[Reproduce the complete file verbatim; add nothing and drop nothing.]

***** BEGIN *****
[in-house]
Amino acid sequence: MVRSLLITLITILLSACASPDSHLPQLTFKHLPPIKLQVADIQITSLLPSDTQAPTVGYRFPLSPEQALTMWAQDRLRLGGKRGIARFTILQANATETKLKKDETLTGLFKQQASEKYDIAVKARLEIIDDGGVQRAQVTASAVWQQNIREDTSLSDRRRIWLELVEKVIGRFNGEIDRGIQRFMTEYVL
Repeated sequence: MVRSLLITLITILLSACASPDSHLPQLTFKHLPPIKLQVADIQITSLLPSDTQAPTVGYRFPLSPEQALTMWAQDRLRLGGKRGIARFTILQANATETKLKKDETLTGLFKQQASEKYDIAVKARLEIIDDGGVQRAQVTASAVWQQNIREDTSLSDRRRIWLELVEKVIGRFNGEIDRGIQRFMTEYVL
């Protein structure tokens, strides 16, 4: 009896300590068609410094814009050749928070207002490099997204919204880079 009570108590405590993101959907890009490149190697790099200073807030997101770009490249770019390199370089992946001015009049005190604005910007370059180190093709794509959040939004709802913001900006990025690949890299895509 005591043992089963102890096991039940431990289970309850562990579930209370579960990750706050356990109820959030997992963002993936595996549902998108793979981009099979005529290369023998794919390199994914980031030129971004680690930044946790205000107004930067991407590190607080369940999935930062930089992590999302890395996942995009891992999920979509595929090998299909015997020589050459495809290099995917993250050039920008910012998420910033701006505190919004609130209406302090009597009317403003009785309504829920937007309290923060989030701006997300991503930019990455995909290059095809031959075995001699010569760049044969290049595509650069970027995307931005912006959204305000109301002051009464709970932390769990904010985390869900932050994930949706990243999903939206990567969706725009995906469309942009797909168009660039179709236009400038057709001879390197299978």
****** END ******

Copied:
[in-house]
Amino acid sequence: MVRSLLITLITILLSACASPDSHLPQLTFKHLPPIKLQVADIQITSLLPSDTQAPTVGYRFPLSPEQALTMWAQDRLRLGGKRGIARFTILQANATETKLKKDETLTGLFKQQASEKYDIAVKARLEIIDDGGVQRAQVTASAVWQQNIREDTSLSDRRRIWLELVEKVIGRFNGEIDRGIQRFMTEYVL
Repeated sequence: MVRSLLITLITILLSACASPDSHLPQLTFKHLPPIKLQVADIQITSLLPSDTQAPTVGYRFPLSPEQALTMWAQDRLRLGGKRGIARFTILQANATETKLKKDETLTGLFKQQASEKYDIAVKARLEIIDDGGVQRAQVTASAVWQQNIREDTSLSDRRRIWLELVEKVIGRFNGEIDRGIQRFMTEYVL
């Protein structure tokens, strides 16, 4: 009896300590068609410094814009050749928070207002490099997204919204880079 009570108590405590993101959907890009490149190697790099200073807030997101770009490249770019390199370089992946001015009049005190604005910007370059180190093709794509959040939004709802913001900006990025690949890299895509 005591043992089963102890096991039940431990289970309850562990579930209370579960990750706050356990109820959030997992963002993936595996549902998108793979981009099979005529290369023998794919390199994914980031030129971004680690930044946790205000107004930067991407590190607080369940999935930062930089992590999302890395996942995009891992999920979509595929090998299909015997020589050459495809290099995917993250050039920008910012998420910033701006505190919004609130209406302090009597009317403003009785309504829920937007309290923060989030701006997300991503930019990455995909290059095809031959075995001699010569760049044969290049595509650069970027995307931005912006959204305000109301002051009464709970932390769990904010985390869900932050994930949706990243999903939206990567969706725009995906469309942009797909168009660039179709236009400038057709001879390197299978």